The frustrating thing about most modern "kids films" is that many filmmakers seem like lost balls in tall grass when it comes to portraying what makes children tick. Perhaps it's tougher than we imagine to capture the youth/kid experience, but is it just us or does it seem like nearly all child characters in movies exist in some bizarro world where they're smarter than the all the adults, know just the right thing to say at every moment and hardly ever act like, you know, kids? (See every American indie and Hollywood rom-com from the last 10 years for examples of this annoying, ridiculous trend.) That's why, when a thoughtful, intelligent director takes the reins of such a film, one that actually remembers and respects what it was like to be a kid, the result can be so refreshing. In the best examples of the genre from recent memory — "Where the Wild Things Are" and "Super 8" (which, this writer only found to be half a great movie, the great half being the portion involving kids being kids, making movies; it's impossible to deny the skill of those actors and their characterizations) — the filmmakers decided from the outset to make a proper film first and foremost. The fact that the story is played out with children as our main characters is almost a moot point. Almost.
Take "I Wish," the latest from Japanese filmmaker Hirokazu Koreeda ("Still Walking," "After Life"). With this film, he does what the aforementioned titles do as well and proves that kids movies don't have to be dumb or only for the ADHD-addled mind of an adolescent. In fact, the film is made for adults. It just happens to be from the point of view of children, and in many ways, it captures the awkwardness, fun, fear and mostly carefree spirit of childhood. Family dynamics, friendship, the joy of food, brotherhood, divorce, separation, longing for connection — who can't relate to some or all of those themes? They're explored by Koreeda with such a deft, nuanced hand that it seems as if the gifted filmmaker must know something we don't. It's probably more realistic that he's just a good listener; he pays attention to the little things. One thing's for sure: he clearly knows how to work with child actors, and he's successfully filtered all those themes through the perspective of children.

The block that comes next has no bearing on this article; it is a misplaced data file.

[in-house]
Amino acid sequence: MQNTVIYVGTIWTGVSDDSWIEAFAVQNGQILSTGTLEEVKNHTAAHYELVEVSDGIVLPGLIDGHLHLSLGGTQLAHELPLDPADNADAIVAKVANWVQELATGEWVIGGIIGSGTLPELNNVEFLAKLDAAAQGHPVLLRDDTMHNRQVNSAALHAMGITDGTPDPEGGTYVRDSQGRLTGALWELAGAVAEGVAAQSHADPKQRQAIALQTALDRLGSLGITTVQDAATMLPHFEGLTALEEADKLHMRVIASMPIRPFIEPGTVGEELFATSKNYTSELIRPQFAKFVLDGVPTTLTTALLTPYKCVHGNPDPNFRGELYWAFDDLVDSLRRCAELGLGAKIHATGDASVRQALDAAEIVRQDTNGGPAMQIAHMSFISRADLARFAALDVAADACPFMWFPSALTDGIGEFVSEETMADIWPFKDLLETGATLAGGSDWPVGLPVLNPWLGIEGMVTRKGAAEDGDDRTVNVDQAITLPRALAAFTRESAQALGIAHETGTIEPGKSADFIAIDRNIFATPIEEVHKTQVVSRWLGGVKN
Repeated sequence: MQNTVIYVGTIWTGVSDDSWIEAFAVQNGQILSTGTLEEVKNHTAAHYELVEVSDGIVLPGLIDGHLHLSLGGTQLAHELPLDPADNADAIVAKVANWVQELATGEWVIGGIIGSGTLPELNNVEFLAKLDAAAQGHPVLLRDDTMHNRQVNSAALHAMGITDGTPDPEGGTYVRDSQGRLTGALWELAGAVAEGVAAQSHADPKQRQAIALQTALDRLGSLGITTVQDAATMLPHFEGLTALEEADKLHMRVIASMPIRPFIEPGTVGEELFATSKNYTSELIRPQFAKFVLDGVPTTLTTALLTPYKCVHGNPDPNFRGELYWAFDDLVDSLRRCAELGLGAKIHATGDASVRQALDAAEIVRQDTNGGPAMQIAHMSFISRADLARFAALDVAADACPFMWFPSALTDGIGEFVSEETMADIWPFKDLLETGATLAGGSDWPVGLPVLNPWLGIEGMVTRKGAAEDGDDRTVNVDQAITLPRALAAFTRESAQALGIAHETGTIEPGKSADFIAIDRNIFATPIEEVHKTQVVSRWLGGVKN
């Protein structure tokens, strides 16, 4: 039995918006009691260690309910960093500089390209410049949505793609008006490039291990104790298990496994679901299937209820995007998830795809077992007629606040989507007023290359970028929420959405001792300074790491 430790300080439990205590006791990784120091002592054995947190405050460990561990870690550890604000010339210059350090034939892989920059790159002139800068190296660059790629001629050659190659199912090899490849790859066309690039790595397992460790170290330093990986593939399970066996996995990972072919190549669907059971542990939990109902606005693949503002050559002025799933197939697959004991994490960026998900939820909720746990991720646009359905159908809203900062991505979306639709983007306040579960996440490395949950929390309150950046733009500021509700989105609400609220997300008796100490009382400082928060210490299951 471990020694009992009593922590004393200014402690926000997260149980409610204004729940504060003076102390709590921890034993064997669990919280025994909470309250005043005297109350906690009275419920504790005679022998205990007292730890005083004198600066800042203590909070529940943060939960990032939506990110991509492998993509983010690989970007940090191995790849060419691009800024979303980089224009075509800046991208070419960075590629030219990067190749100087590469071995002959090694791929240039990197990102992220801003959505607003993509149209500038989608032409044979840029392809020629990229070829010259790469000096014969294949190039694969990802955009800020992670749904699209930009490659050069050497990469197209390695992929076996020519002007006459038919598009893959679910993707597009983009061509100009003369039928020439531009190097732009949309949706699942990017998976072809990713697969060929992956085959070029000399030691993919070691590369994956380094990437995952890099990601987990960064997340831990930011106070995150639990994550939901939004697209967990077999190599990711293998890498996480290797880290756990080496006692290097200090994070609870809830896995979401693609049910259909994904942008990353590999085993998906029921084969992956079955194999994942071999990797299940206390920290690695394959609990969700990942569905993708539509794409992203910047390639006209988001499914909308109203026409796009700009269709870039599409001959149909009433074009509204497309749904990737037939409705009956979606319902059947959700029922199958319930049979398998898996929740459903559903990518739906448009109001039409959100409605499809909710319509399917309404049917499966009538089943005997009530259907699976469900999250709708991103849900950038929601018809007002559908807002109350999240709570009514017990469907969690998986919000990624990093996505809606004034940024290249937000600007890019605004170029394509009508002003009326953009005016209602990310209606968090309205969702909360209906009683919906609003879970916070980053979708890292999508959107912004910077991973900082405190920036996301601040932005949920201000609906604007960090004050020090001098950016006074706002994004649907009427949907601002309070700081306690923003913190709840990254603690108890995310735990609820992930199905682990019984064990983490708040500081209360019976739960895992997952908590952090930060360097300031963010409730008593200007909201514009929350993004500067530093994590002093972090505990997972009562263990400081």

The film opens on a striking image, an erupting volcano in the distance spewing ash into the sky as Koichi looks on from the porch of his house. He's been living in Kagoshima with his mother and grandparents. At the other end of Kyushu, in a town called Fukuoka, is Koichi's younger brother Ryu, who lives with his rock musician father. Their parents have been separated for six months. The young boys are dealing with the situation as best they can, making friends of their own and going to school, but they yearn to reunite. Some of the most touching, never-treacly moments (in a film chock-full of them) come from the many cell phone conversations between the brothers. They're on opposite ends of the same island, but they may as well be worlds apart.
The boys hear a legend that their wishes will come true if they witness the first north- and south-bound bullet trains passing each other. When the western extension of the high-speed train network opens, Ryu and Koichi hatch a plan (with, of course, some friends along for the ride) to meet in Kumamoto where each kid can make their wish. The brothers want their parents to get back together so they can be a family again.
Koreeda is clearly a filmmaker who is interested in, and understands, the complex web of familial relationships. He beautifully portrays the entire family unit, giving them each various subplots. And even better, he gives the side characters (mostly friends of the family members) their due as well. Each character is fleshed out, even though some have very little screen time, so nobody is a just cog in the machine to push the main narrative. But most evident in "I Wish" is his care and respect for the brothers. It's not surprising the two young leads are in fact real-life brothers (Koki Maeda and Oshiro Maeda, who steals the show as the cutest, most resourceful goddamn kid since Bruno in "Bicycle Thieves"), and it must have helped immensely in achieving this realistic and sweet rendering of sibling cooperation.
It's at the film's conclusion, when you may very well be reaching for a hanky to wipe those tears away (this writer's eyes were welling up; must have had an allergy issue or something), that Koreeda plays his most stylish cinematic hand. A quick succession of images — some still, some barely moving — are cut together in an absolutely beautiful montage that works as the perfect visual for the film's biggest theme, which up to that point was mostly hidden deep under the surface of the text. Often in life, especially in childhood, it's the small moments that count. Running to school with your friends, eating sponge cake with your grandpa, picking seeds from a flower, riding on trains. That's the good stuff. Koreeda knows this, and he makes a great case for this philosophy. His greatest gift to the audience here is allowing us to witness this realization as it dawns in these children. [A-]
This is a reprint of our review from the Vancouver International Film Festival.